We can be as religious as we like. We can attend church as regularly as we like. We can be on Parish Council or be a Church Warden. Indeed, we can be as actively involved in the church as much as we like. But if our motivation is on seeking positions of honour, or seeking the praise of others, or putting ourselves in a position where we can abuse the privileges that we gain, then our righteousness is just a sham.
Some of the Scribes may have entered the profession with the best of intentions, but the inherent nature of power is that there is a tendency for it to get out of control.
But, as I said, that doesn’t mean that having power is wrong in itself. But for Jesus, it’s what we do with that power that is important. And if we use our positions for anything other than telling others about God, spreading his word, or caring for others, then we too will be worthy of receiving the judgement of God.
Similarly, as far as possessing wealth is concerned, what Jesus was saying was that simply giving what one can afford is missing the mark too.
Now we can give to the church, we can give to charities, we can give to some wonderful causes—and not just in terms of money but in terms of our time, labour, or whatever—but if we only give what we are comfortable to give (what is surplus to our requirements and does not encroach on our own comfort) then we’re missing the whole point too. Because, as far as Jesus is concerned, faith requires sacrificial giving, not just giving what we can afford.
Of course, again, that doesn’t mean that wealth is wrong. Indeed, even in the Bible, we are reminded that God blesses his people with great riches—and sometimes they are of the material kind. But from a faith perspective, wealth brings responsibilities. And if we don’t give until it hurts then we’ve missed the point. And like the rich men who gave in the Temple only what they could afford, we will be answerable to God for the misuse of the things he has given us.
And regarding, poverty . . . Well, no-one likes to be poor. Indeed it is a state that we should make sure that no-one has to endure.
But whilst being poor, in itself, is no guarantee of being righteous, it does have the advantage of not having the temptation to rely on our own resources, that both power and wealth so easily provide.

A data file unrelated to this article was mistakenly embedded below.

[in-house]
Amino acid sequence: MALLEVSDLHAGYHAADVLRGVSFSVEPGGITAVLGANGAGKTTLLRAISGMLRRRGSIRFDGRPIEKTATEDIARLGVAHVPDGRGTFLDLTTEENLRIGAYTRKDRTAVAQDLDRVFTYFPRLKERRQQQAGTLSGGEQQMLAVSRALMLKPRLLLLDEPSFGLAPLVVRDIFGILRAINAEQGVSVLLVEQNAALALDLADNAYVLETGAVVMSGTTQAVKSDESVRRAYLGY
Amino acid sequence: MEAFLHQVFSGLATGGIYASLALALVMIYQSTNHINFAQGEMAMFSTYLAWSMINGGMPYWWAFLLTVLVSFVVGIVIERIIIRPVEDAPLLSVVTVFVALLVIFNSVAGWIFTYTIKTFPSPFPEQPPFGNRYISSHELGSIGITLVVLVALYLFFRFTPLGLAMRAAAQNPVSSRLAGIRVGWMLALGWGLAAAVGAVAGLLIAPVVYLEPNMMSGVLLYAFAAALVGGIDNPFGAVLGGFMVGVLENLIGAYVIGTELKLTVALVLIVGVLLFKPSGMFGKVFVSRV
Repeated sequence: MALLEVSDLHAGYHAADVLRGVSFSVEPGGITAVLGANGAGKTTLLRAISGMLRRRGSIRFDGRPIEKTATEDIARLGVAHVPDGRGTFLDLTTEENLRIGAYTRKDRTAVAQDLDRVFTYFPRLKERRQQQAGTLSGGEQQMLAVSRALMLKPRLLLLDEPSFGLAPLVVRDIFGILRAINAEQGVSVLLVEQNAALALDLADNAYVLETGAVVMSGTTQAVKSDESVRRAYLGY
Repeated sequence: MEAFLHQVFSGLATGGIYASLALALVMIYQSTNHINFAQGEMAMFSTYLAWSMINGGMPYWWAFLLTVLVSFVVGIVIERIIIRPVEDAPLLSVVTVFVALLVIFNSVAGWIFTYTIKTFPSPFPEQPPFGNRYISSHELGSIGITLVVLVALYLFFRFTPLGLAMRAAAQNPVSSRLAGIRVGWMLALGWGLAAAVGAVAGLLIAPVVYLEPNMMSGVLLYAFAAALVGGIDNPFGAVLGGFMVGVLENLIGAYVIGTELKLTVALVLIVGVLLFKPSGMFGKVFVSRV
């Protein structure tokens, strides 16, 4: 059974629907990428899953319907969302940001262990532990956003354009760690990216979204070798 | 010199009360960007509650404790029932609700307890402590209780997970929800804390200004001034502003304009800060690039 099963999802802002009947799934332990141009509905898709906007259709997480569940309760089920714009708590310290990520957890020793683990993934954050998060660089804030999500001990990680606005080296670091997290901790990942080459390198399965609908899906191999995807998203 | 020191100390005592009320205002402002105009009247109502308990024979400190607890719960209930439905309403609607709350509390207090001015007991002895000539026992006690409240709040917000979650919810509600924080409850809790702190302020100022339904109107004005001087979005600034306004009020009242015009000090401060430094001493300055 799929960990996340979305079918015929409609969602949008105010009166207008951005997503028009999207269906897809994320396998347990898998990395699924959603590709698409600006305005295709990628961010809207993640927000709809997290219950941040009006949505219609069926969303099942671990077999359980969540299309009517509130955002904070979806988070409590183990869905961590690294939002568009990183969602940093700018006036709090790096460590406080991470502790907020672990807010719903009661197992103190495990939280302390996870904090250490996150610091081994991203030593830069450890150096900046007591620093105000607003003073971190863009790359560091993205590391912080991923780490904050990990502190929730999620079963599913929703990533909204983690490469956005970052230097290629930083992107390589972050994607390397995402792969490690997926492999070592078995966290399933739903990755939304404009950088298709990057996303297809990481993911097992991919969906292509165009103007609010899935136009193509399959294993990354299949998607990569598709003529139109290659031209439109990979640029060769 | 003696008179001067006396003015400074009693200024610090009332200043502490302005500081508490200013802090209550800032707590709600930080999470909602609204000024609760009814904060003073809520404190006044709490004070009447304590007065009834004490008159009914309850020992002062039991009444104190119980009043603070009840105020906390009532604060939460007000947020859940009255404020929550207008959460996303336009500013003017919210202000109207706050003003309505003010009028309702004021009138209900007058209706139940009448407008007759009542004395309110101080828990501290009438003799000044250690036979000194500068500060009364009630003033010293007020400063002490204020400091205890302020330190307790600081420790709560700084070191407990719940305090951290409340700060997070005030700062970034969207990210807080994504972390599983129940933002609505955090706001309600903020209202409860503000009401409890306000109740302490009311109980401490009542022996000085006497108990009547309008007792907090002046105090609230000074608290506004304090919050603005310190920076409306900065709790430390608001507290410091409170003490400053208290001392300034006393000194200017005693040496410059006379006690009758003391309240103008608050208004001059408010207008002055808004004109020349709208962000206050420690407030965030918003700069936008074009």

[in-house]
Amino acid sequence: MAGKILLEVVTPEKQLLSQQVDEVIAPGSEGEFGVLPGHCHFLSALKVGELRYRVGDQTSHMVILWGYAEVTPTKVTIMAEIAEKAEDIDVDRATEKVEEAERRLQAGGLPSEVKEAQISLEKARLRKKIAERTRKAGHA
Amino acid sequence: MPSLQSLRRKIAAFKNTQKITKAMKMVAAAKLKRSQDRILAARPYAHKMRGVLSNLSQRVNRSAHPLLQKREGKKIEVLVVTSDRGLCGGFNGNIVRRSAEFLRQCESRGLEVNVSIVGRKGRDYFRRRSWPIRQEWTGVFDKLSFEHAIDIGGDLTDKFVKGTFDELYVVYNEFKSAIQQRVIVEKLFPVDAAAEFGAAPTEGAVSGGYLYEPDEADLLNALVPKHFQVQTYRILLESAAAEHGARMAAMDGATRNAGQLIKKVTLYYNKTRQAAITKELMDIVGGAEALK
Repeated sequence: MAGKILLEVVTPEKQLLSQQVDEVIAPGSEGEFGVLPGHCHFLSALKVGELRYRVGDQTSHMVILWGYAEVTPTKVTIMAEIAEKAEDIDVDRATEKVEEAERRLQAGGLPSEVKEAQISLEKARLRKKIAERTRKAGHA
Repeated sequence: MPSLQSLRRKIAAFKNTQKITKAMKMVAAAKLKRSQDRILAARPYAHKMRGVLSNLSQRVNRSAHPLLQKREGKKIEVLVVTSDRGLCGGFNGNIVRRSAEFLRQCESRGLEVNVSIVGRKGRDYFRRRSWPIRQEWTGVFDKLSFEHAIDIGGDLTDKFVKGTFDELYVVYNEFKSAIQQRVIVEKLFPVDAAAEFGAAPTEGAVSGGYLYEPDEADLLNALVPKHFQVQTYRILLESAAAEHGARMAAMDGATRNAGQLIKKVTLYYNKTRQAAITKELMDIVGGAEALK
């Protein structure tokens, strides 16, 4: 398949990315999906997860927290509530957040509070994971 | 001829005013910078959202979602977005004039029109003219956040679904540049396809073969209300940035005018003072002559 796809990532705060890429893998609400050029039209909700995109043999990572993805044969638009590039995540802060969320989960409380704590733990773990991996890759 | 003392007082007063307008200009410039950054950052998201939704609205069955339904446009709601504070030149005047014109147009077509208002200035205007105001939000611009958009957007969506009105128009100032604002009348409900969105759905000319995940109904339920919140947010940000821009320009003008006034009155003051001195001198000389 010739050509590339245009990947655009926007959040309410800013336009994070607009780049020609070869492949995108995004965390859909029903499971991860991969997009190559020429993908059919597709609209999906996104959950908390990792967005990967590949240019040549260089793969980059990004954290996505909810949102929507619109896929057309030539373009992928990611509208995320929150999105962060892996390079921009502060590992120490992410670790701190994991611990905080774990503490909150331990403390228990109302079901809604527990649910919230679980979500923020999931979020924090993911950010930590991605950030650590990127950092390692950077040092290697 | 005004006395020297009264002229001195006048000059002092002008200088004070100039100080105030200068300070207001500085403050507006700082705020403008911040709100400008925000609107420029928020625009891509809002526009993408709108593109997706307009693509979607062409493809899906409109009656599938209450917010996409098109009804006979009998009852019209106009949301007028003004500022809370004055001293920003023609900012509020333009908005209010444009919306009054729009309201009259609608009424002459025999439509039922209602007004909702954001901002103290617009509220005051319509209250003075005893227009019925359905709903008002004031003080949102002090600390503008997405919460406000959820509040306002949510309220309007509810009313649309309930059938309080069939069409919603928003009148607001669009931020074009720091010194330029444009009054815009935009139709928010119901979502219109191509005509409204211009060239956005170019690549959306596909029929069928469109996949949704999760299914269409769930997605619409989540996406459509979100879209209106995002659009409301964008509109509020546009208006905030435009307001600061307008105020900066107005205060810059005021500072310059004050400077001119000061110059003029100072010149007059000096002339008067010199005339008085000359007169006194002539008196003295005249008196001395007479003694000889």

The poor woman had no power over others and she gave more than she could possibly afford. She depended totally on God for her survival. And as a consequence, Jesus held her up as an example to behold.
In the widow, there was no sham righteousness. Rather she gave nothing less than wholehearted devotion. And it is this wholehearted devotion that Jesus urges us all to attain.
So, let’s back to our original question: ‘If you had a choice of having power, wealth, or living in poverty, which one would you choose?’
Now I’m sure that at times, for one reason or another, we have all wanted to be in positions of power and wealth. And some of us may have even experienced either or both. However the lesson today is: Not that either are wrong in themselves, but there are inherent dangers in both. They both provide temptations, where abuse and misuse can very easily become the order of the day and, as a consequence, our relationship with God can suffer.
So that question again: ‘If you had a choice of having power, wealth, or living in poverty, which one would you choose?’
You know, it is not a simple question to answer. It’s not as easy as it may at first seem. Because, whatever our state the most important thing in life is our relationship with God. And there is no point in having either power or wealth if all we do with them is to distance ourselves from God.
Posted: 16th May 2020
© 2020, Brian A Curtis